27καὶ καθεύδῃ καὶ ἐγείρηται νύκτα καὶ ἡμέραν, καὶ ὁ σπόρος βλαστᾷ καὶ μηκύνηται ὡςοὐκοἶδεν αὐτός.
He sleeps and rises night and day, and the seed sprouts and grows; he knows not how.

οἶδεν (oiden|knows/understands) – 

At first there may be little to show for the sowing of the seed, and a skeptical observer might think that nothing is happening. But there is an inner dynamic in the message which will in due time produce its effect, even if human insight cannot fathom how the process works (ὡςοὐκοἶδεν αὐτός). In the meantime the wise disciple will wait in confidence for God's work to be accomplished in God's way. The kingdom of God, then, does not depend on human effort to achieve it, and human insight will not be able to explain it.

28αὐτομάτη ἡ γῆ καρποφορεῖ, πρῶτονχόρτον, εἶτα στάχυν, εἶτα πλήρη[ς] σῖτονἐντῷστάχυϊ.
The earth produces by itself, first the blade, then the ear, then the full grain in the ear. 

29ὅταν δὲ παραδοῖ ὁ καρπός, εὐθὺς ἀποστέλλειτὸδρέπανον, ὅτι παρέστηκεν ὁ θερισμός.
But when the grain is ripe, at once he puts in the sickle, because the harvest has come.” 

The Parable of the Mustard Seed 30-34
The main point of this parable is that the kingdom of God seemingly had insignificant beginnings. It was introduced by the despised and rejected Jesus and his 12 unimpressive disciples. But a day will come when its true greatness and power will be seen by the entire world. See also Matthew 13:31–33; Luke 13:18-f. This is another parable of contrasts, but the contrast may not be, as is sometimes thought, between the Church's insignificant beginnings and the wide spread, powerful organization it was to become: it is rather between the present veiled-ness of the Kingdom of God and its future glorious manifestation at the Parousia.

30Καὶ ἔλεγεν, Πῶςὁμοιωσωμεντὴν βασιλείαν τοῦθεοῦ, ἢ ἐντίνι αὐτὴνπαραβολῇθῶμεν; 
And he said, “With what can we compare the kingdom of God, or what parable shall we use for it?  

31ὡς κόκκῳσινάπεως, ὃςὅταν σπαρῇ ἐπὶ τῆςγῆς, μικρότερονὂν πάντωντῶν σπερμάτωντῶν ἐπὶ τῆςγῆς, 
It is like a grain of mustard seed, which, when sown on the ground, is the smallest of all the seeds on earth, 

32καὶ ὅταν σπαρῇ, ἀναβαίνει καὶ γίνεται μεῖζον πάντωντῶν λαχάνων καὶ ποιεῖκλάδουςμεγάλους, ὥστεδύνασθαι ὑπὸ τὴνσκιὰν αὐτοῦτὰ πετεινὰτοῦοὐρανοῦ κατασκηνοῦν.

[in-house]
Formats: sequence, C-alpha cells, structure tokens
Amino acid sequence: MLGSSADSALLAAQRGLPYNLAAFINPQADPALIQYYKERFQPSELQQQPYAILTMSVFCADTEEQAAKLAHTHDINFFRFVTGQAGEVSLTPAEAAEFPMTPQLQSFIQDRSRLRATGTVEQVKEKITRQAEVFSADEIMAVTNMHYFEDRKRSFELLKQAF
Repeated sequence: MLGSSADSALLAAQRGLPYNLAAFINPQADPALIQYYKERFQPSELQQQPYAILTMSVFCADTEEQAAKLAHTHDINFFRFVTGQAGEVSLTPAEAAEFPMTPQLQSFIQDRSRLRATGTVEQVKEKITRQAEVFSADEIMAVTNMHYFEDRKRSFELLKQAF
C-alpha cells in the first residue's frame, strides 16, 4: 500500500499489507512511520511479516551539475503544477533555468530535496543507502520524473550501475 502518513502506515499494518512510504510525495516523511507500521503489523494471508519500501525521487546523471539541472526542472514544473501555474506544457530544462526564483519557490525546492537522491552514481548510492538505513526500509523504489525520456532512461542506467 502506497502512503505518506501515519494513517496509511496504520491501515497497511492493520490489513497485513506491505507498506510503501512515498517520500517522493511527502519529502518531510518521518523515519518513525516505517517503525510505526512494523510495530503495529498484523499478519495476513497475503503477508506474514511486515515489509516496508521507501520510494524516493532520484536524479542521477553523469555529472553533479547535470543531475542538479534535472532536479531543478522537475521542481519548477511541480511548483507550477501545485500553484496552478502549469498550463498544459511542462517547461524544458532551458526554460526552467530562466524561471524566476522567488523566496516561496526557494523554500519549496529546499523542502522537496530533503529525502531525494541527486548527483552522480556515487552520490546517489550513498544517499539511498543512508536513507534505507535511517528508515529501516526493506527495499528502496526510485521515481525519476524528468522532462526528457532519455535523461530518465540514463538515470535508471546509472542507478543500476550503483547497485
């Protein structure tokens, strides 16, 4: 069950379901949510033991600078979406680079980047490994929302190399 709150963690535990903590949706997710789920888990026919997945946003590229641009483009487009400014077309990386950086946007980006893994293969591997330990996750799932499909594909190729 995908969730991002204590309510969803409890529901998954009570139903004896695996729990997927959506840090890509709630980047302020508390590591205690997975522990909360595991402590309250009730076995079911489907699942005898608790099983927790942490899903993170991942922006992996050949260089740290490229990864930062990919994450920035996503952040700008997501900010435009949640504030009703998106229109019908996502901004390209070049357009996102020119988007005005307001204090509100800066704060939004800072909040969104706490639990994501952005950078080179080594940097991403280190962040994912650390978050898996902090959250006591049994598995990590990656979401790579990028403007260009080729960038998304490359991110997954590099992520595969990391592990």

yet when it is sown it grows up and becomes larger than all the garden plants and puts out large branches, so that the birds of the air can make nests in its shade.” 

κατασκηνοῦν (kataskenoun|to nest/live/dwell) – See also Ezekiel 17:23; 31:6; Daniel 4:12,14,21. When at last he comes in his glory, who is himself the Kingdom (1:15), he will be not only the Judge of all men, but also the one under whose shadow all who have truly trusted in him will find shelter. Drawing attention to these same OT texts and particularly to 'all great nations' in Ezekiel 31:6, the allusion here may be intended to indicate the future wide scope of the kingdom of God, within which many nations (not only Israel) will find their place. Of this and the parable of the growth of the kingdom in verses 26-29, the two parables of verses 26-32 thus both warn against underestimating the significance of the proclamation of the kingdom of God, however unimpressive its initial impact may seem. What has begun in the Galilean ministry of Jesus will, by the power of God, one day prove to be of ultimate significance. If for the time being its power is hidden, it is not for that reason any less certain, and its growth will be spectacular.

33Καὶ τοιαύταις παραβολαῖς πολλαῖς ἐλάλει αὐτοῖςτὸνλόγον, καθωςἠδύναντο ἀκούειν·
With many such parables he spoke the word to them, as they were able to hear it. 

34χωρὶς δὲ παραβολῆςοὐκἐλάλει αὐτοῖς, κατ• ἰδίαν δὲτοῖςἰδίοις μαθηταῖς ἐπέλυεν πάντα.
He did not speak to them without a parable, but privately to his own disciples he explained everything.

χωρὶςδὲ παραβολῆςοὐκἐλάλει αὐτοῖς - (choris de parabolesoukelaleiautois|apart but from parables not he was speaking) 

- Jesus used parables to illustrate truths, stimulate thinking and awaken spiritual perception. The people in general were not ready for the full truth of the gospel. When alone with his disciples Jesus taught more specifically, but even they usually needed to have things explained. 

https://sites.google.com/site/briansgreekscripture/pentecost-3---mark-4-26-34